reasonably believed to have been, acquired by an unauthorized person and must inform
the individual that a report will be prepared under paragraph (b), how the individual may
obtain access to the report, and that the individual may request delivery of the report by
mail or e-mail
. The disclosure must be made in the most expedient time possible and
without unreasonable delay, consistent with (1) the legitimate needs of a law enforcement
agency as provided in subdivision 3; or (2) any measures necessary to determine the scope
of the breach and restore the reasonable security of the data.

(b) Upon completion of an investigation into any breach in the security of data,
including exhaustion of all rights of appeal under any applicable collective bargaining
agreement or other law, the responsible authority shall prepare a report on the facts and
results of the investigation. If the breach involves unauthorized access to or acquisition of
data by an employee, contractor, or agent of the government entity, the report must at a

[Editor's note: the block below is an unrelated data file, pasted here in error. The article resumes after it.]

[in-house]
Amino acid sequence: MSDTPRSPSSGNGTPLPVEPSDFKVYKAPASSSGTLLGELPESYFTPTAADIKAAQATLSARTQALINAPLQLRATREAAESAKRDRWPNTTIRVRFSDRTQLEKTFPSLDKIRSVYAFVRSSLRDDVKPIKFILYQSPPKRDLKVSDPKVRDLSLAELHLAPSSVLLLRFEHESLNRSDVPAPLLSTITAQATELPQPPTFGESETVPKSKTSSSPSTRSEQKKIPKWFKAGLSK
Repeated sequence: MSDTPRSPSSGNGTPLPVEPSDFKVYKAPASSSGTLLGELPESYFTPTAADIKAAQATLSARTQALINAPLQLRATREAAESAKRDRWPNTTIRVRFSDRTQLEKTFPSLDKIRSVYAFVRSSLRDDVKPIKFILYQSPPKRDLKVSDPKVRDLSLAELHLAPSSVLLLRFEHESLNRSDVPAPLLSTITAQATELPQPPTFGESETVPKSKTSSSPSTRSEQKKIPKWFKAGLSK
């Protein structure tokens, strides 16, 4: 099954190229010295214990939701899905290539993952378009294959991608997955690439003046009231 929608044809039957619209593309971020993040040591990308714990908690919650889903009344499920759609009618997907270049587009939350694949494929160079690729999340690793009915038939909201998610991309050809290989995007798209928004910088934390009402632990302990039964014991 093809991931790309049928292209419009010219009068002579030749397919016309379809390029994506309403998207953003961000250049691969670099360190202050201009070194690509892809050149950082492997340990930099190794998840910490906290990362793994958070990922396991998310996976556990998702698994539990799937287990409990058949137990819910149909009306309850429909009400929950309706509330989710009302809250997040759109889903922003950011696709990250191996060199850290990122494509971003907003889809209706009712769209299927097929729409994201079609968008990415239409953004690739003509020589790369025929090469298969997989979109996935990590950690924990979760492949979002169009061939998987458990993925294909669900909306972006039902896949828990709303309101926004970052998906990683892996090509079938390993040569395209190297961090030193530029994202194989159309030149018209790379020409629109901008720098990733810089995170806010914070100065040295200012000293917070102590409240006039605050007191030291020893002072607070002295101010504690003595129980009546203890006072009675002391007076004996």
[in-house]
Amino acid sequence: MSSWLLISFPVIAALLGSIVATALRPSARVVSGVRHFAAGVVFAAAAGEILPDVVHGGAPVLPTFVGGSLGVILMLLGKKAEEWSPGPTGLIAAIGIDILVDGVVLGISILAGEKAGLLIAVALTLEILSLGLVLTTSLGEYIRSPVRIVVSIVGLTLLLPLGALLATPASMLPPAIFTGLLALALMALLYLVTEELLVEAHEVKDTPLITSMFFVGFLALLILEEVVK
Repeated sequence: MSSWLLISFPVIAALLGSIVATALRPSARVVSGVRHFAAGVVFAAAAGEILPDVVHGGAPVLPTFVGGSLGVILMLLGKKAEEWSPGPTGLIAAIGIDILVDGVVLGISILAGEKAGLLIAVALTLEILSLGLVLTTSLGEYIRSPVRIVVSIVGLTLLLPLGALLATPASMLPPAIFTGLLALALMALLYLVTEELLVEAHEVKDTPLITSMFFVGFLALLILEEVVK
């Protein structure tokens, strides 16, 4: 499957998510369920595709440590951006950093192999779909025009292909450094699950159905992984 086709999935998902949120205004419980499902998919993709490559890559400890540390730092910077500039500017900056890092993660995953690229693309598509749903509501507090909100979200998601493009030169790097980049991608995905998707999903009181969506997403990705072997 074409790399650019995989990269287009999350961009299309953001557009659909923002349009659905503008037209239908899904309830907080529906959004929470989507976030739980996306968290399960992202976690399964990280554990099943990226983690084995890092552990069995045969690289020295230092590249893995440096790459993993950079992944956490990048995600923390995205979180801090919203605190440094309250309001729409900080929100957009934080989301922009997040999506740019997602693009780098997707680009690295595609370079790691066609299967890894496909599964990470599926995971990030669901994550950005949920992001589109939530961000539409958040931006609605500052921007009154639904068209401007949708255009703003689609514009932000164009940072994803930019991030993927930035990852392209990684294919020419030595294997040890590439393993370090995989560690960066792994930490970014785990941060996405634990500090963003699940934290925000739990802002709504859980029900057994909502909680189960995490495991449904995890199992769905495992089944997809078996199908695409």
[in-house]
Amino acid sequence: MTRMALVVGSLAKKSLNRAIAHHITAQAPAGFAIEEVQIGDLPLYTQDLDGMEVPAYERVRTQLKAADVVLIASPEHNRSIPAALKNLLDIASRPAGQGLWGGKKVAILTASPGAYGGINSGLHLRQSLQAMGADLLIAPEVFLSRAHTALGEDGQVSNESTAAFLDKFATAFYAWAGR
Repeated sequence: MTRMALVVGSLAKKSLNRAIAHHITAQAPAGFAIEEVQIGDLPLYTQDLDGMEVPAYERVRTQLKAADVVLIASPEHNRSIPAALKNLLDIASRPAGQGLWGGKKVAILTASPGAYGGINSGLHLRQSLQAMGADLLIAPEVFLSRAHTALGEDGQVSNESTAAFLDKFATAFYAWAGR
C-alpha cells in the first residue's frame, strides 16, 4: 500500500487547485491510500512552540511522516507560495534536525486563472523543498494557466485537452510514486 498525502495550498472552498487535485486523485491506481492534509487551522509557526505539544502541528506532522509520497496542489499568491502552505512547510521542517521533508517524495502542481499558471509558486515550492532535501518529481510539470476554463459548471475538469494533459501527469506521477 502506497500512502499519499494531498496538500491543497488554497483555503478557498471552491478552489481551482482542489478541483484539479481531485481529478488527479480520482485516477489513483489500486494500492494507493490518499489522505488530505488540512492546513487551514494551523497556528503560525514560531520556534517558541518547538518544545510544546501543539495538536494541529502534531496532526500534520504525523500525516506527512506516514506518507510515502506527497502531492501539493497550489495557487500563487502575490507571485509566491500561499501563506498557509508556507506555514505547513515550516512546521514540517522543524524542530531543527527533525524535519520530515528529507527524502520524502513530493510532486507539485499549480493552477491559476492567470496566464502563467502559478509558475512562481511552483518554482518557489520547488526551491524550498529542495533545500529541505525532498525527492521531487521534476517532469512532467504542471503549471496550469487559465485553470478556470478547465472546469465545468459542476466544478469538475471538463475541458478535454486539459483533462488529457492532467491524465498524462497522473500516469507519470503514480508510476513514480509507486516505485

minimum include:

(1) a description of the data that were accessed or acquired; and

(2) if disciplinary action was taken against an employee:

(i) the number of individuals whose data was improperly accessed or acquired;

(ii) the name of each employee determined responsible for the unauthorized access
or acquisition; and

(iii) the final disposition of the disciplinary action taken against the employee in
response.

(c) The report must not include data that are not public under other law.

Subd. 3.

Delayed notice.

The notification required by this section may be delayed if
a law enforcement agency determines that the notification will impede an active criminal
investigation. The notification required by this section must be made after the law
enforcement agency determines that it will not compromise the investigation.

Subd. 4.

Method of notice.

Notice under this section may be provided by one of